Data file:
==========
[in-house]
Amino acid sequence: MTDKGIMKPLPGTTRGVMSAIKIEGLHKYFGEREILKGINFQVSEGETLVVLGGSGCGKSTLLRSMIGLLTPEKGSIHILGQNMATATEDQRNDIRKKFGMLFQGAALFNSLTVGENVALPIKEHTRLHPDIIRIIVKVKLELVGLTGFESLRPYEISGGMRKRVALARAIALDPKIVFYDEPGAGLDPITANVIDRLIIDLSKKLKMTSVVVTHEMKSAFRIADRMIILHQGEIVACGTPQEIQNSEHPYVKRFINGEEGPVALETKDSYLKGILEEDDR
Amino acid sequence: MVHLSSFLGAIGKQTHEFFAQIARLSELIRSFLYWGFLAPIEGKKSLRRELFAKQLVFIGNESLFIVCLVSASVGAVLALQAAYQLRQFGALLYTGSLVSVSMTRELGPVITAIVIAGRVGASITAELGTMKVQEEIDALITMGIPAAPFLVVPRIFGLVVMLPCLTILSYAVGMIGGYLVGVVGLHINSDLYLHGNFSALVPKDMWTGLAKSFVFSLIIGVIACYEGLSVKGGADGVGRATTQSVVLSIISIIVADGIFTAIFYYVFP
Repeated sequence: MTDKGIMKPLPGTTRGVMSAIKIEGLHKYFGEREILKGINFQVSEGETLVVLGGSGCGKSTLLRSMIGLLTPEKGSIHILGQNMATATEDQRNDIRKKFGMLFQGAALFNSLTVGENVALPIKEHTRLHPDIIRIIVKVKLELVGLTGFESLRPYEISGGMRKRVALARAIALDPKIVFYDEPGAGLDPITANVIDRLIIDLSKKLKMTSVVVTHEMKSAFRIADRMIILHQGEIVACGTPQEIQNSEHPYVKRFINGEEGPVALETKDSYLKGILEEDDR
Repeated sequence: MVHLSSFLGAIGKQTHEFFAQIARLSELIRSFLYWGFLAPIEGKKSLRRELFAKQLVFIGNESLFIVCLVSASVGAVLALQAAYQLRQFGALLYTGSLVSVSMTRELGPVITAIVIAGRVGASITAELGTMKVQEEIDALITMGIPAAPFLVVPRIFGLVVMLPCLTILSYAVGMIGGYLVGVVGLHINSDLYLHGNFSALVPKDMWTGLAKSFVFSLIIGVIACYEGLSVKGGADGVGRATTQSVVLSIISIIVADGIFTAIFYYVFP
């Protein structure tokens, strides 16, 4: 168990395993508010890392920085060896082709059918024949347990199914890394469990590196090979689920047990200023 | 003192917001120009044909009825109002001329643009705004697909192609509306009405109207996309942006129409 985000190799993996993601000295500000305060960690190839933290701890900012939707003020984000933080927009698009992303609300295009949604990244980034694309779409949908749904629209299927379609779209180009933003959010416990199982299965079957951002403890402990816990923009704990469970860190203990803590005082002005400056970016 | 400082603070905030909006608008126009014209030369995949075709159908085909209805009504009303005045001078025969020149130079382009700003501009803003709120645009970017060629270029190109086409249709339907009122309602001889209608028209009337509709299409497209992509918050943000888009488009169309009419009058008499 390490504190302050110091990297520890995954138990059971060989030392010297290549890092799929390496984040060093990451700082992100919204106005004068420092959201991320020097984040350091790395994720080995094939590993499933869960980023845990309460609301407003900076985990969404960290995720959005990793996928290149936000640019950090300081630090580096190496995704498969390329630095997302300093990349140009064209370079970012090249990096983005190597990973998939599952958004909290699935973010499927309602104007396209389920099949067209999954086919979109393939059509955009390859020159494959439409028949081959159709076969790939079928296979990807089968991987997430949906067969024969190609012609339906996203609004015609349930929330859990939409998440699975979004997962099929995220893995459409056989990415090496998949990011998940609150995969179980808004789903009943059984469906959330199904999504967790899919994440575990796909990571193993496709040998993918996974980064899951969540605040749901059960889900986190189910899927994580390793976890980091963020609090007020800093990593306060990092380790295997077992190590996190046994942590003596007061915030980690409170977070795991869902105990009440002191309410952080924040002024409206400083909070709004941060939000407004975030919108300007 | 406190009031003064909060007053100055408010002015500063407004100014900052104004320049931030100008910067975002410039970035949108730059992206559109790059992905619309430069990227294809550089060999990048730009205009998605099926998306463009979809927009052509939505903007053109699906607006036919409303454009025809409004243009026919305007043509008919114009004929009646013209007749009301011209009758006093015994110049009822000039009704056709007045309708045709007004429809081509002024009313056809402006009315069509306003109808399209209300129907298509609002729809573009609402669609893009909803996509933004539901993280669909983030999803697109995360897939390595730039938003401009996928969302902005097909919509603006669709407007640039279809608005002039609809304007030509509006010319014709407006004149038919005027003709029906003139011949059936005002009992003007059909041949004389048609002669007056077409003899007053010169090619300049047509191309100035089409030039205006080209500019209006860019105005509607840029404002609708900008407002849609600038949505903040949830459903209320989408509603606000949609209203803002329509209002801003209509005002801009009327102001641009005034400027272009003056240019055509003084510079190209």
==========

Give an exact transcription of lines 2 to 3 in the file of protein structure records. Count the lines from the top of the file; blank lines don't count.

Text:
Amino acid sequence: MTDKGIMKPLPGTTRGVMSAIKIEGLHKYFGEREILKGINFQVSEGETLVVLGGSGCGKSTLLRSMIGLLTPEKGSIHILGQNMATATEDQRNDIRKKFGMLFQGAALFNSLTVGENVALPIKEHTRLHPDIIRIIVKVKLELVGLTGFESLRPYEISGGMRKRVALARAIALDPKIVFYDEPGAGLDPITANVIDRLIIDLSKKLKMTSVVVTHEMKSAFRIADRMIILHQGEIVACGTPQEIQNSEHPYVKRFINGEEGPVALETKDSYLKGILEEDDR
Amino acid sequence: MVHLSSFLGAIGKQTHEFFAQIARLSELIRSFLYWGFLAPIEGKKSLRRELFAKQLVFIGNESLFIVCLVSASVGAVLALQAAYQLRQFGALLYTGSLVSVSMTRELGPVITAIVIAGRVGASITAELGTMKVQEEIDALITMGIPAAPFLVVPRIFGLVVMLPCLTILSYAVGMIGGYLVGVVGLHINSDLYLHGNFSALVPKDMWTGLAKSFVFSLIIGVIACYEGLSVKGGADGVGRATTQSVVLSIISIIVADGIFTAIFYYVFP